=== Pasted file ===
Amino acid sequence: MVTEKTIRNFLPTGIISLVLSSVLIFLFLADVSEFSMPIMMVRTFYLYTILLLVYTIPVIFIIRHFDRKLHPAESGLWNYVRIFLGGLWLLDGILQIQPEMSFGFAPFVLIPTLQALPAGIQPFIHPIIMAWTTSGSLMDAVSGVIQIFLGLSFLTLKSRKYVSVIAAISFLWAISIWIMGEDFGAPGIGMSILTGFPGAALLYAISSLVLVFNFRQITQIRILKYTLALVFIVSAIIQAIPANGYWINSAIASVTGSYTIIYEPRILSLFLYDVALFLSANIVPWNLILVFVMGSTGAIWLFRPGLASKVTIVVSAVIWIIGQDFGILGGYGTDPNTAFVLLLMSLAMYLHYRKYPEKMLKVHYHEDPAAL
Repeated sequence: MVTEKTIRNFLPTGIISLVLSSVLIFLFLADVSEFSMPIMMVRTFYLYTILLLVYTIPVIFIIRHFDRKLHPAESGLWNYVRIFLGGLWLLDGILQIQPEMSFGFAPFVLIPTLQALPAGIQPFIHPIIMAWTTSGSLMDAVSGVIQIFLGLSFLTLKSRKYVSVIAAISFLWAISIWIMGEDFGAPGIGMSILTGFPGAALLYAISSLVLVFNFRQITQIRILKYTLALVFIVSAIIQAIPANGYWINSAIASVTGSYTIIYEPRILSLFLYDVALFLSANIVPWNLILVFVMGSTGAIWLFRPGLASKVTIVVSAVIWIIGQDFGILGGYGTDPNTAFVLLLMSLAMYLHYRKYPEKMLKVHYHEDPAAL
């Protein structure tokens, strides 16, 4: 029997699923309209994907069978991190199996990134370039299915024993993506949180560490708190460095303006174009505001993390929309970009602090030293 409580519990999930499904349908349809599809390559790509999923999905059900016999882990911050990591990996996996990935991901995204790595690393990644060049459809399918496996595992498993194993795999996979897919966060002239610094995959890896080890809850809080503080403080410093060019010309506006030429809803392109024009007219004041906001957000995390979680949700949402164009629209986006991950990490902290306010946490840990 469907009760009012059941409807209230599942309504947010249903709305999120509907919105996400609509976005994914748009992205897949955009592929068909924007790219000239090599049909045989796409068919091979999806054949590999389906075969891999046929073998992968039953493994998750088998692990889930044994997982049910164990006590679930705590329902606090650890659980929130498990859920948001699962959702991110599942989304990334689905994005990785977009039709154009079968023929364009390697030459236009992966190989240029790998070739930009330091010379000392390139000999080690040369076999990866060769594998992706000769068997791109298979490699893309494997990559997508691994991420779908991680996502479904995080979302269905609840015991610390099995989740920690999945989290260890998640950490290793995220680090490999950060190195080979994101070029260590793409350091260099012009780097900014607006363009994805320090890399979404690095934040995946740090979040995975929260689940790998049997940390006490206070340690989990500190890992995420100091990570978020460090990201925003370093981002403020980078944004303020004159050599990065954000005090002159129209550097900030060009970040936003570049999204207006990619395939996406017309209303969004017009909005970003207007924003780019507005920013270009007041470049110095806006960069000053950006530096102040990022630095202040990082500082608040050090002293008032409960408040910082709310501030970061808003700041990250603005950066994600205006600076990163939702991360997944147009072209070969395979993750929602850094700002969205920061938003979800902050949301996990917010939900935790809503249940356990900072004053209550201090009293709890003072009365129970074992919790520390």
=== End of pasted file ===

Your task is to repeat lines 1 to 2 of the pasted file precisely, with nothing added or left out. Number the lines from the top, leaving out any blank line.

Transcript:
Amino acid sequence: MVTEKTIRNFLPTGIISLVLSSVLIFLFLADVSEFSMPIMMVRTFYLYTILLLVYTIPVIFIIRHFDRKLHPAESGLWNYVRIFLGGLWLLDGILQIQPEMSFGFAPFVLIPTLQALPAGIQPFIHPIIMAWTTSGSLMDAVSGVIQIFLGLSFLTLKSRKYVSVIAAISFLWAISIWIMGEDFGAPGIGMSILTGFPGAALLYAISSLVLVFNFRQITQIRILKYTLALVFIVSAIIQAIPANGYWINSAIASVTGSYTIIYEPRILSLFLYDVALFLSANIVPWNLILVFVMGSTGAIWLFRPGLASKVTIVVSAVIWIIGQDFGILGGYGTDPNTAFVLLLMSLAMYLHYRKYPEKMLKVHYHEDPAAL
Repeated sequence: MVTEKTIRNFLPTGIISLVLSSVLIFLFLADVSEFSMPIMMVRTFYLYTILLLVYTIPVIFIIRHFDRKLHPAESGLWNYVRIFLGGLWLLDGILQIQPEMSFGFAPFVLIPTLQALPAGIQPFIHPIIMAWTTSGSLMDAVSGVIQIFLGLSFLTLKSRKYVSVIAAISFLWAISIWIMGEDFGAPGIGMSILTGFPGAALLYAISSLVLVFNFRQITQIRILKYTLALVFIVSAIIQAIPANGYWINSAIASVTGSYTIIYEPRILSLFLYDVALFLSANIVPWNLILVFVMGSTGAIWLFRPGLASKVTIVVSAVIWIIGQDFGILGGYGTDPNTAFVLLLMSLAMYLHYRKYPEKMLKVHYHEDPAAL